Therefore, the modified duration can help you recognise that a bond portfolio with a higher modified duration will have high price volatility. Thus, Liquid Funds with a lower duration will be lower risk.

Yield-to-maturity (YTM)

YTM is simply an anticipated rate of return if the bond is held until the maturity date. It is also known as redemption yield. It measures the interest income generated by the bonds in the portfolio.

YTM takes into account the current market price, the face value, the interest payment that will fall due on the bond, and years left in its maturity.

YTM can be used as an approximate measure of the returns that a fund can generate over its average maturity period.

Cutting back excessive reliance on credit rating agencies

As you may know, debt instruments in India are rated on the basis of their creditworthiness by various credit rating agencies such as CRISIL, CARE, ICRA, amongst others.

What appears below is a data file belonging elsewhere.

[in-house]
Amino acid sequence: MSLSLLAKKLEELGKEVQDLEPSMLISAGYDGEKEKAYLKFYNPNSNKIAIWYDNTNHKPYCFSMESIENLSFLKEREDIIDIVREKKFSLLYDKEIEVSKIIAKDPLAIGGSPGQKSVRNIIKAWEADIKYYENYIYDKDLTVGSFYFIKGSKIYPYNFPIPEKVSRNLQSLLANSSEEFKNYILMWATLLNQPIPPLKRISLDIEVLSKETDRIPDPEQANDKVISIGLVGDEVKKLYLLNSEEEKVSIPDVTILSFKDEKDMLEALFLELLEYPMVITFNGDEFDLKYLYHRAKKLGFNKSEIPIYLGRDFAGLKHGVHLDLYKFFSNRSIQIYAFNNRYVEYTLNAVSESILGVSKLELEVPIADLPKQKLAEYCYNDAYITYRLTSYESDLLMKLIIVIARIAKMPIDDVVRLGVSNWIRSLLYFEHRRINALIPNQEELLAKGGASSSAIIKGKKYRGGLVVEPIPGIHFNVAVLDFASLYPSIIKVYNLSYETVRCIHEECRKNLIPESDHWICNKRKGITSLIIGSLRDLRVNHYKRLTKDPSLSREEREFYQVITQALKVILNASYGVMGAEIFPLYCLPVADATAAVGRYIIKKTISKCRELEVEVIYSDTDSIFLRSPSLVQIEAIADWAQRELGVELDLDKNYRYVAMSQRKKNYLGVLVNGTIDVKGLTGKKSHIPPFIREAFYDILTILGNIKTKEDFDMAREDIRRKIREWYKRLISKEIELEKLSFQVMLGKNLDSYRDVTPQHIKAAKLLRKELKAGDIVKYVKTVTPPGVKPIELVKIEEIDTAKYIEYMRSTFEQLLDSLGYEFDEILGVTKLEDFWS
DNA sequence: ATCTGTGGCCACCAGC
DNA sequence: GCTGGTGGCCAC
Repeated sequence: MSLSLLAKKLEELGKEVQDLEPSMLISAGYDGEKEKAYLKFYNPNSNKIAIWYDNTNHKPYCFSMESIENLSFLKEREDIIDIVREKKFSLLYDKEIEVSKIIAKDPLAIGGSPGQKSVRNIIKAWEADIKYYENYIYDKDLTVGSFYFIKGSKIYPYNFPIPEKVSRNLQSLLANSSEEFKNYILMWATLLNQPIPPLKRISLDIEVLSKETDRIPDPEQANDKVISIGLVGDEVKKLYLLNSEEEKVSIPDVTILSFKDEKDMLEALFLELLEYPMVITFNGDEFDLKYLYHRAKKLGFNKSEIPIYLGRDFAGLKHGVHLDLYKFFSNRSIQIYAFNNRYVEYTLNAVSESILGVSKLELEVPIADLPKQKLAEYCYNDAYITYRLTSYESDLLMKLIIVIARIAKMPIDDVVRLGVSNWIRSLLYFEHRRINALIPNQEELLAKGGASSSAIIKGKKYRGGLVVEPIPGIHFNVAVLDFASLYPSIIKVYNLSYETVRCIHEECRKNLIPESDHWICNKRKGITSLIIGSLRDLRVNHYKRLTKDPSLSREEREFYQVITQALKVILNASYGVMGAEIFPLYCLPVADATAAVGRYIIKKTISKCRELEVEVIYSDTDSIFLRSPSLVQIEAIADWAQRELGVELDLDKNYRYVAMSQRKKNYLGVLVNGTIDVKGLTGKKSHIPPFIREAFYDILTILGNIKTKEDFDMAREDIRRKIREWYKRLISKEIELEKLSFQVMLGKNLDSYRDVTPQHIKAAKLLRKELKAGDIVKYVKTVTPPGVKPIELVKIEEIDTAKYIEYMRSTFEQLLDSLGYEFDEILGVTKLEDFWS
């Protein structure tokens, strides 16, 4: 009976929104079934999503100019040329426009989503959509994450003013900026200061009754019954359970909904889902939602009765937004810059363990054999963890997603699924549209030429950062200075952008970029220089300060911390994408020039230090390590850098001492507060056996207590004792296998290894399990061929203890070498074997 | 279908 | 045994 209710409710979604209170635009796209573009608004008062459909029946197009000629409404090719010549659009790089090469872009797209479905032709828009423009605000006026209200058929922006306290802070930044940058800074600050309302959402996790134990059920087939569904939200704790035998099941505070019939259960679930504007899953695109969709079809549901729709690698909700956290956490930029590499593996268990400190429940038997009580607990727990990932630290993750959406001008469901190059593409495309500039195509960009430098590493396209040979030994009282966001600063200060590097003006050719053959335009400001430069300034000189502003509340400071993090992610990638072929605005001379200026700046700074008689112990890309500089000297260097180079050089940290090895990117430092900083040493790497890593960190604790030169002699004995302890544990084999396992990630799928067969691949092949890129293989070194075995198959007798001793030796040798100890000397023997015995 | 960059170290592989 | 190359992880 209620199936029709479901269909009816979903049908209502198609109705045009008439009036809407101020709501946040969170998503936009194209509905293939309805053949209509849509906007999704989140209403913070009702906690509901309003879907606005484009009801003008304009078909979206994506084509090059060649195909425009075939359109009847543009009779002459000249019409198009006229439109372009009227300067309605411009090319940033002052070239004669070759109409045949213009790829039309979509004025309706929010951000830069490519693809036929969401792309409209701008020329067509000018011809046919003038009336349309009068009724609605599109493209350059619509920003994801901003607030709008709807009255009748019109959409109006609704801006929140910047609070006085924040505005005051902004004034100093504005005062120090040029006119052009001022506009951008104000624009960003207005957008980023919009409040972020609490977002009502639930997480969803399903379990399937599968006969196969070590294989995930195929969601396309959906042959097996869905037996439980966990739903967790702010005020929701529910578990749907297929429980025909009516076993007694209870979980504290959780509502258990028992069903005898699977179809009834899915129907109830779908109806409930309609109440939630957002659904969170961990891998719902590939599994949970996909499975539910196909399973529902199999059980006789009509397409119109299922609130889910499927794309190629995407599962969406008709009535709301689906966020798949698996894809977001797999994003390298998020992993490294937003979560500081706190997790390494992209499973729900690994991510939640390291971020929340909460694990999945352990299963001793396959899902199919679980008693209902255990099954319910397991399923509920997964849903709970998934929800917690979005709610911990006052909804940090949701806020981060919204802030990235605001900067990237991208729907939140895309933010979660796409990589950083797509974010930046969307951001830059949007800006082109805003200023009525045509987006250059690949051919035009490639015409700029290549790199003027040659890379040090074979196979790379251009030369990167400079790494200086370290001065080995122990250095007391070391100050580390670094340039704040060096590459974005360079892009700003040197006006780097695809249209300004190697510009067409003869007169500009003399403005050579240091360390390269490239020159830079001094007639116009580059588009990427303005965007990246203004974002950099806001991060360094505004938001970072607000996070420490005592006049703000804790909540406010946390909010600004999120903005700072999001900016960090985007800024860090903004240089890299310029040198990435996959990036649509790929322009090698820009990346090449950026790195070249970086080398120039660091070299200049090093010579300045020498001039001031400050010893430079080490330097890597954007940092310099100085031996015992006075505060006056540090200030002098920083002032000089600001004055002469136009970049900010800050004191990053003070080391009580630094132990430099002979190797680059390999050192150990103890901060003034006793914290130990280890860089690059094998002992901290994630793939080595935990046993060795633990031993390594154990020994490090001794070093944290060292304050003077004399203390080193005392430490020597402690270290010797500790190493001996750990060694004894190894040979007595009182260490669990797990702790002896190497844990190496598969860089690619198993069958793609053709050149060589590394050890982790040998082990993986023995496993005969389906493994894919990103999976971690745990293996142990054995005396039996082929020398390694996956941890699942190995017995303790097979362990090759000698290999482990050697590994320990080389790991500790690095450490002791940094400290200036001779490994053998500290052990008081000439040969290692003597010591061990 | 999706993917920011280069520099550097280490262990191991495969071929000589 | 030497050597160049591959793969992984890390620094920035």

Hence, credit ratings for debt instruments in the portfolio of a debt mutual fund scheme can throw some light on the qualitative aspects as it helps you assess the credit risk.

If the portfolio consists of securities with the highest credit rating, it implies that the portfolio's exposure to default risk is lower.

With the rise in the number of downgrades, it is very important to check how risk-averse the fund manager is and whether your risk appetite is in line with the fund you plan to invest in.

In the evaluation process, you should be concerned if the mutual fund house lacks robust risk management framework, depends excessively on ratings assigned by credit rating agencies; if the fund manager compromises on the quality of the portfolio, chases yields, and plays down on the liquidity aspects of the portfolio.

Outlook for Liquid Funds

The capital market regulator has recently made it mandatory for liquid funds to hold at least 20% of its net assets in liquid assets such as cash, Government Securities (G-Secs), treasury, and repo on G-Secs from April 1, 2020. And, in case the liquid assets drop below the prescribed level of 20%, then mutual fund houses are expected to make up for the shortfall.

[Read: Do The New Valuation Norms For Debt Mutual Funds Affect Your Investments?]